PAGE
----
Not so much. Standing across the net was Roger Federer. World number 16 Roger Federer, that is.
Roger the Great has won a record 17 Grand Slam titles and sat atop the world rankings longer than anybody else has, totaling 302 weeks over the course of his career. Publish the history books today and he'll be named the best male tennis player ever. Considering the last time Federer was ranked this low was in May of 2001, this whole number 16 thing just doesn't feel right. You could say it's just a number, and that number doesn't mean much. This is Roger Federer we're talking about. He's the guy whose mastery on the court was called a religious experience by one of America's great writers.
But Federer is 35 years old and not the healthy android who played 65 consecutive majors from the 2000 Australian Open until the 2016 Australian Open. He showed vulnerability in 2013 while dealing with back issues, failing to reach a major final for the first time since 2002. But last year was arguably his toughest as the "Swiss Maestro" tore his meniscus in a freak accident the day after losing in the Australian Open semifinal, taking him out of competition for most of the year.
Federer not only missed the French Open, but after briefly returning to reach the Wimbledon semifinals, he took off the rest of the season to heal. "I just think the knee and the body needed a break,” he recently told the New York Times. "Now I can look back and say: 'Look, if now it doesn’t go well, I did everything I possibly could. There are no regrets.'"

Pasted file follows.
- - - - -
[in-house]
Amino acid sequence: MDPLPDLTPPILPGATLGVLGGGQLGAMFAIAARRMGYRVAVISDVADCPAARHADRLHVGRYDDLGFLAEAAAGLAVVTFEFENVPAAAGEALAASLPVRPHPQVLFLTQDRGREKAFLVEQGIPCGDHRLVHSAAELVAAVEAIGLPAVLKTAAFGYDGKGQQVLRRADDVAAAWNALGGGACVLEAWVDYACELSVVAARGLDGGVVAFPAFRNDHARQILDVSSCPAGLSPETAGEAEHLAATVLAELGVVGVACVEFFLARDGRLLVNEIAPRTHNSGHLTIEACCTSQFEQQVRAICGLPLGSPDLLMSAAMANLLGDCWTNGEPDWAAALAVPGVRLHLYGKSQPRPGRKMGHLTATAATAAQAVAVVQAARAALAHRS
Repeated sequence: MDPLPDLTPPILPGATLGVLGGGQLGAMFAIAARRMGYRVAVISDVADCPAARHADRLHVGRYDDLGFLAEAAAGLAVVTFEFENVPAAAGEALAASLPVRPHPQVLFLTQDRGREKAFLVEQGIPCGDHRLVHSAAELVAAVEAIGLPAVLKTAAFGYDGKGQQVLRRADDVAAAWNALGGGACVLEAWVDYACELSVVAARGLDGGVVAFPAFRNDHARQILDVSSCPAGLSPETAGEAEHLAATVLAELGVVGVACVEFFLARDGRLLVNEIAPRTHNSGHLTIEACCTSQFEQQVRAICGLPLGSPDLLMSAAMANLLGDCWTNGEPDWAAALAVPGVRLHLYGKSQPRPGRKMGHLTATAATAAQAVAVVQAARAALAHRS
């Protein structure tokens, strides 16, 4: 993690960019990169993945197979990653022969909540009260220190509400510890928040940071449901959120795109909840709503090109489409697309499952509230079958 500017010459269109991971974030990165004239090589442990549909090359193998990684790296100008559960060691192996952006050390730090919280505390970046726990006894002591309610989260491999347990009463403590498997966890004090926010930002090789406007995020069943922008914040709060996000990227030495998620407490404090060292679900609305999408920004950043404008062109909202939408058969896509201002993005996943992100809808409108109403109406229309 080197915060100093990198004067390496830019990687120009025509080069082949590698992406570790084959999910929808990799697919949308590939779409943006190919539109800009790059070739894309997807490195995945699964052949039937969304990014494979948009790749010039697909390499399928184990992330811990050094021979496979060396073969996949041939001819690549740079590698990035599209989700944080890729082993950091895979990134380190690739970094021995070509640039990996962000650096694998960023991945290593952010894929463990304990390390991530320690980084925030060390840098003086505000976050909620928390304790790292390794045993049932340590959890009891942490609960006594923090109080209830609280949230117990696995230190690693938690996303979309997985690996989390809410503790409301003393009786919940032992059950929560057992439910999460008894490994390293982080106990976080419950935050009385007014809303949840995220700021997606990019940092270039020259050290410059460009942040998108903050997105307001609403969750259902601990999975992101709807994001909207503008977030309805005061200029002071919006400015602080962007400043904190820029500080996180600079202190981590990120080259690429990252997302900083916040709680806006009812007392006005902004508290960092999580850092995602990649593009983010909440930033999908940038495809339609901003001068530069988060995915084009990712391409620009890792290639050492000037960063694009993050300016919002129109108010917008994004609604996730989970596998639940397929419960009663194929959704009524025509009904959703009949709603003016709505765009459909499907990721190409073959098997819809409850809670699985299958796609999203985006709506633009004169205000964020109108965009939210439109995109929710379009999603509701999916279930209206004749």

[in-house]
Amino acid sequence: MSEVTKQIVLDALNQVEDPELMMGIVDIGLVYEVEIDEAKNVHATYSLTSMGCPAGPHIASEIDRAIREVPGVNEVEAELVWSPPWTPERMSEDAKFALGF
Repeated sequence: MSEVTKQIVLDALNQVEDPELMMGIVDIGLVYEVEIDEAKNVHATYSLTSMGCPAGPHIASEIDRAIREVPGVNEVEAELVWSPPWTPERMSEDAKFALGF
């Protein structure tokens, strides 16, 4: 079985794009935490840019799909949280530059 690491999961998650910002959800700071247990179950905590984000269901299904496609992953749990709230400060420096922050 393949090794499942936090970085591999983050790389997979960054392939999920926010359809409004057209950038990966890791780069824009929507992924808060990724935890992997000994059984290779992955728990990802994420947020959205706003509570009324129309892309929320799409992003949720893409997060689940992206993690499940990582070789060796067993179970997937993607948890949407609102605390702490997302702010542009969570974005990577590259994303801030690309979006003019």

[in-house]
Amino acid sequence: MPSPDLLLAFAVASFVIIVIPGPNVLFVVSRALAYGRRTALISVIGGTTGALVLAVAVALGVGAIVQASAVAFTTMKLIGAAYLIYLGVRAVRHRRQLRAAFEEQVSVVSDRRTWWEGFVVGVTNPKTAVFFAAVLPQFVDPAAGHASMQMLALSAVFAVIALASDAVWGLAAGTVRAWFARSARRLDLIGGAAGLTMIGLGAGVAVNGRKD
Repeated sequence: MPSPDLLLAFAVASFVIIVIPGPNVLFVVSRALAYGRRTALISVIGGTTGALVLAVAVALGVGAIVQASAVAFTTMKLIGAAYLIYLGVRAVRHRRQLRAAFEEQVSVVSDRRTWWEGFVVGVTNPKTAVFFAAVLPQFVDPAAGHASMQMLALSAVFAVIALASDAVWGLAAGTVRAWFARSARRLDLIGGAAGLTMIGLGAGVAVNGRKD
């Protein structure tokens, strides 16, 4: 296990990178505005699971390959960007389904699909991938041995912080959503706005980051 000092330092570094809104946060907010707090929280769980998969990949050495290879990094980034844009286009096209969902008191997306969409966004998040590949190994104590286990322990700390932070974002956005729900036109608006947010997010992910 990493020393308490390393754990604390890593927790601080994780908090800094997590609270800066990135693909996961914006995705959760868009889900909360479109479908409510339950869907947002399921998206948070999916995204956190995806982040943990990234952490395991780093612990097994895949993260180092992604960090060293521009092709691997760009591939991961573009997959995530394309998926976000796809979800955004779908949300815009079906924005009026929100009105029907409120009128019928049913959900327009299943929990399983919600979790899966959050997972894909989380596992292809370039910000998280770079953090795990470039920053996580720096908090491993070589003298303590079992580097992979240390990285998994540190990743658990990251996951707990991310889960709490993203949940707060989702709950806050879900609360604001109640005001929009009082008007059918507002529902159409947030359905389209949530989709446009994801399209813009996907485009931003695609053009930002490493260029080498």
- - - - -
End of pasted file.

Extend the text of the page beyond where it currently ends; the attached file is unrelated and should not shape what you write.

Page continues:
While there was really nothing to see in the tennis that Federer and Pouille played during their practice, a thought and a question came to mind: Federer means an infinite amount to tennis, but how much does he have left to give?
Federer has not won a Slam title since 2012 and has only reached three major finals during that time. He does not hit his groundstrokes with the same angular sting, nor is he as explosive in his movement that often resembles a waltz on the court. Tennis' magic man likely needs to defend a semifinal appearance from last year's Australian Open to stay inside the top 20.